How to Calm the Chaos of Summer

11 Jun 2015

BY: DebraHartley

Education / Inspiration

by Debra Hartley

It’s here…summer. Kids are ecstatic, parents are panicked. How do you keep them occupied without either going broke or breaking down? And what on earth do you do when you’ve run out of ideas for activities?

First, if you missed the last blog about the importance of playtime by Carolinda “Trini” Myers-Murphy, catch up here! We highly encourage parents and kids to engage in “free play” where kids play by themselves, with siblings or friends, and explore the world and expand their imaginations. But, if you want to incorporate more play and activities in your summer, here are some other strategies.

Our kids and their parents are always teaching us, if we will just listen. Most of our kids, no matter what challenges they handle daily, have taught us that they thrive on routine. It’s a little easier to identify the necessity in our special needs kids, but all kids need some structure. So how can routine help us find that peace in the midst of a chaotic summer? Here are a few tips…

  • Do you remember the old adage of “Wash on Monday, Iron on Tuesday”? If there are certain activities that you want to do with your kids or tasks that need to be done, why not break it down? Whether it is “Beach on Monday, Art on Tuesday” or “Grocery shopping on Monday, Vacuuming on Tuesday” or a combination of the above, having a plan helps to keep everyone on a more even keel.
  • Within your plan and as you develop your plan, leave some room for flexibility in case something fun comes up. Your kids have friends who may not be able to schedule a play date on the day you have set aside for play dates.
  • Try to keep some of the same sleep structure during the summer that they have during the school year. This will help when it’s time to transition back to school, but it can also help mom to not have cranky kiddos who didn’t get enough sleep the night before.
  • If you’re struggling to come up with different activities, why not create a chart? At the top of a sheet of paper, list 5 – 7 categories. Underneath each, write 5 or more activities that fit in that category. You’ll have a month’s worth of activities figured out in half an hour! For example, since we live in Hawaii and have some of the most beautiful beaches in the world, why not think of 5 or more of those beaches to visit? We all like our “favorite” beach, but this can help you explore your island home. In another category, think of 5 or more “art” activities that you could do as a family – creating their own chalkboard for their room, collaging their “dream summer” from magazine photos, or if they are old enough, find some cool furniture on Craig’s List that they can learn to paint (chalk paint and finishing wax is an easy, non-messy and non-toxic way to do this). The categories and ideas are endless, but organizing it helps us not hit a mental “blank”.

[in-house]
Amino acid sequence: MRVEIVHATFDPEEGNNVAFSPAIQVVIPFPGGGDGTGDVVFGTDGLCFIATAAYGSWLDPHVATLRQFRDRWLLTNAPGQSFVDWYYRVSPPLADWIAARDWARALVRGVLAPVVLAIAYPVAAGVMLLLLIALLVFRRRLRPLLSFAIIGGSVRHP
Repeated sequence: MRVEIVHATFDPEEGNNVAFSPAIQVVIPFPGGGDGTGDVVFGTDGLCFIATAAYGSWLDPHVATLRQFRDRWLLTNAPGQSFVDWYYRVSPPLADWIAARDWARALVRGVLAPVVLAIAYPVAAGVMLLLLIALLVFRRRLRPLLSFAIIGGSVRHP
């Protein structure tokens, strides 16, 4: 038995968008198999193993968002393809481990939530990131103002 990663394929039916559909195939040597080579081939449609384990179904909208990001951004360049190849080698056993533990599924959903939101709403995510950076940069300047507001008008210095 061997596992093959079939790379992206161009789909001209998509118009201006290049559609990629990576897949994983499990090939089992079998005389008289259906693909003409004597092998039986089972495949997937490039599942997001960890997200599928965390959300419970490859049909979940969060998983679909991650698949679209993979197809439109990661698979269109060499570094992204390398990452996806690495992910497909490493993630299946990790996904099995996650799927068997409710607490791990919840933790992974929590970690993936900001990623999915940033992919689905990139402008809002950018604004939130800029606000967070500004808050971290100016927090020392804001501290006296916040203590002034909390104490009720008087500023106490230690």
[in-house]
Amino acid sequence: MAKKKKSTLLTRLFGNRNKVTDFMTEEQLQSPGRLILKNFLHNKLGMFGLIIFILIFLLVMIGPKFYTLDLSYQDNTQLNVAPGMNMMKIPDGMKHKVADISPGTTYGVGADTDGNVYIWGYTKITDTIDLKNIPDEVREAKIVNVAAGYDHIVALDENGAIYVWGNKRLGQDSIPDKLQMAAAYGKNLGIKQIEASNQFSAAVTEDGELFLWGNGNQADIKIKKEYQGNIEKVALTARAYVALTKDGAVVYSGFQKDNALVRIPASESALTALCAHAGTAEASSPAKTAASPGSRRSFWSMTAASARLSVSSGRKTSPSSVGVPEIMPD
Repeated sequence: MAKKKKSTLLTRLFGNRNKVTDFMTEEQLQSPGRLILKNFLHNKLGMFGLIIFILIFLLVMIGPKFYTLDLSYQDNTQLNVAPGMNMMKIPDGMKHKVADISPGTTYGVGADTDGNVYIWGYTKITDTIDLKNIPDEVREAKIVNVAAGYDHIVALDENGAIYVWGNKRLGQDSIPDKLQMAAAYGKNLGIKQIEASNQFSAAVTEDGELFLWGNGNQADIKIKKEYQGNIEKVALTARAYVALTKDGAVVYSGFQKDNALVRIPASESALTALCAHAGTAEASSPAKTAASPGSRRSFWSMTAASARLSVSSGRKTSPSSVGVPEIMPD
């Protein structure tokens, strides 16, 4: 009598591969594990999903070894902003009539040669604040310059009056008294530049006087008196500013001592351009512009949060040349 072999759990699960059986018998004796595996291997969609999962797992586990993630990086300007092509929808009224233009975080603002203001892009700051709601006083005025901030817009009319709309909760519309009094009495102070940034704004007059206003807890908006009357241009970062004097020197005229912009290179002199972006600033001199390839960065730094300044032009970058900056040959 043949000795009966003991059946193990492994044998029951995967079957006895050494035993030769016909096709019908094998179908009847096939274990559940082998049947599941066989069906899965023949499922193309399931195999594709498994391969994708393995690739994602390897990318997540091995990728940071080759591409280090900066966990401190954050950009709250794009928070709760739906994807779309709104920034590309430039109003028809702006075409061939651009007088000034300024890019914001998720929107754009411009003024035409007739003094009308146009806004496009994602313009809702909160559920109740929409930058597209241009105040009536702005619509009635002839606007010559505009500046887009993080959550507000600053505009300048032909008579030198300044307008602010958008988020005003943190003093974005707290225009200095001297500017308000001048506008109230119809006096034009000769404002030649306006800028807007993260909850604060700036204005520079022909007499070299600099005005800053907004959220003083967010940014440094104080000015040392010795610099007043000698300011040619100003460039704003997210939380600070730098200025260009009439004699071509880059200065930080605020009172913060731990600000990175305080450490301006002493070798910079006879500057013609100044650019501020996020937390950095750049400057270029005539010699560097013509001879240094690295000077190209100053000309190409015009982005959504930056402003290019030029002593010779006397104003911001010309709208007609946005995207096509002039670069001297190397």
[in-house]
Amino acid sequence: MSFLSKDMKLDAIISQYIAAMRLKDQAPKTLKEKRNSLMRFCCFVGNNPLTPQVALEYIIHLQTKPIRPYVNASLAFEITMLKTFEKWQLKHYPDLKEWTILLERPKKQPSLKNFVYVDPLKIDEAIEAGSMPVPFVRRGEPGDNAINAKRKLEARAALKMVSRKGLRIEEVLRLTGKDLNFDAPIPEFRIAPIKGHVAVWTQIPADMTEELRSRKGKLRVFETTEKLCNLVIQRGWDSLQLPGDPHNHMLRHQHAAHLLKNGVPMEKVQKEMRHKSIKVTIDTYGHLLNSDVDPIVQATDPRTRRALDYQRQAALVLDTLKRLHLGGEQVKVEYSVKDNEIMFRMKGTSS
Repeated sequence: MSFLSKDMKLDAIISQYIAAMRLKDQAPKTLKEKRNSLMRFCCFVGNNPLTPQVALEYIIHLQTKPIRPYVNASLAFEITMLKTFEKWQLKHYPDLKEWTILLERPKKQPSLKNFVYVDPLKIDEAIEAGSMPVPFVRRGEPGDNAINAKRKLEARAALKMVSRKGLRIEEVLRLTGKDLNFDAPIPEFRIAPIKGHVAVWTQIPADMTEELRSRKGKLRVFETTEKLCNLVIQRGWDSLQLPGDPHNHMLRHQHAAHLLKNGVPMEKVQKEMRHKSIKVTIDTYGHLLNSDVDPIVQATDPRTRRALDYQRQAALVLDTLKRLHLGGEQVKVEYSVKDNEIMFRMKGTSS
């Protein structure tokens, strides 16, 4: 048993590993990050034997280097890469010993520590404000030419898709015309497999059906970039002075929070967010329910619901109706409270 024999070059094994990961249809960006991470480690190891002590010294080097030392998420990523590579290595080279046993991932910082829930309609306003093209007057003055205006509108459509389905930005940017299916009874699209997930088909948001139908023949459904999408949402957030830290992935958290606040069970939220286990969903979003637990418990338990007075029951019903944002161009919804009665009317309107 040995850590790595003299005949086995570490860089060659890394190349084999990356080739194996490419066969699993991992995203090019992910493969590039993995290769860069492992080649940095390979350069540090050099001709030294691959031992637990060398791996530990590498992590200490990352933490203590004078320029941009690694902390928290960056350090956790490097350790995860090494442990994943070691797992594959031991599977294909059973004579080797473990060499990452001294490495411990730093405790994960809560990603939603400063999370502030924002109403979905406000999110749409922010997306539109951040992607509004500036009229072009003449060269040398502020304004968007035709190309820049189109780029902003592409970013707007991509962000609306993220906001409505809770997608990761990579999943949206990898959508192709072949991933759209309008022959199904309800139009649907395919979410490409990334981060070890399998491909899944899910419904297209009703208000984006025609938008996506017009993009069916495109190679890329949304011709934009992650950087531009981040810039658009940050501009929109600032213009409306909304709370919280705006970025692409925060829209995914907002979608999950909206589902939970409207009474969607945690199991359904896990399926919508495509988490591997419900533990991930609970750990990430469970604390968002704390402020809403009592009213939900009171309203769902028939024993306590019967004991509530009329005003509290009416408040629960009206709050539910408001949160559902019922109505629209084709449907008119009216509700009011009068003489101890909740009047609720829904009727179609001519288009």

• Gather together with other mom’s to plan activities as a group. This will offer you some “adult” conversation time while the kids run off that energy. Find a common interest among the kids and plan to gather every week or two to explore that interest together.
  • Create activity “totes” to keep supplies gathered and ready to go. An “art tote” with all of the general supplies together keeps you from having to chase around the house to find the right glue. Having a “beach tote” with the towels, sunblock, etc is all together and a “park tote” with various shelf stable snacks, toys, sunblock, etc ready, means you don’t have to worry about what’s been forgotten when you walk out the door.
  • Talk to your kids! Ask them what they would like to do this summer, besides, ahem, playing video games and lounging around the house. Are there places they’ve always wanted to explore, topics they’ve wanted to study, hobbies they want to start? Letting them plan with you is a great teachable moment on how the butterfly of an idea grows into fruition.
  • In keeping with talking to your kids, make sure you keep them informed of what is coming up. Kids handle change far more gracefully if they are warned and not taken by surprise. It’s not always practical, but when it is, it gives them a lot of comfort.

Don’t forget to stop over at our Pinterest board – Summertime with the Kids! We are always adding more ideas to the boards to provide some new inspiration for sensory activities with your kids. We wish you a wonderful, fun-filled summer!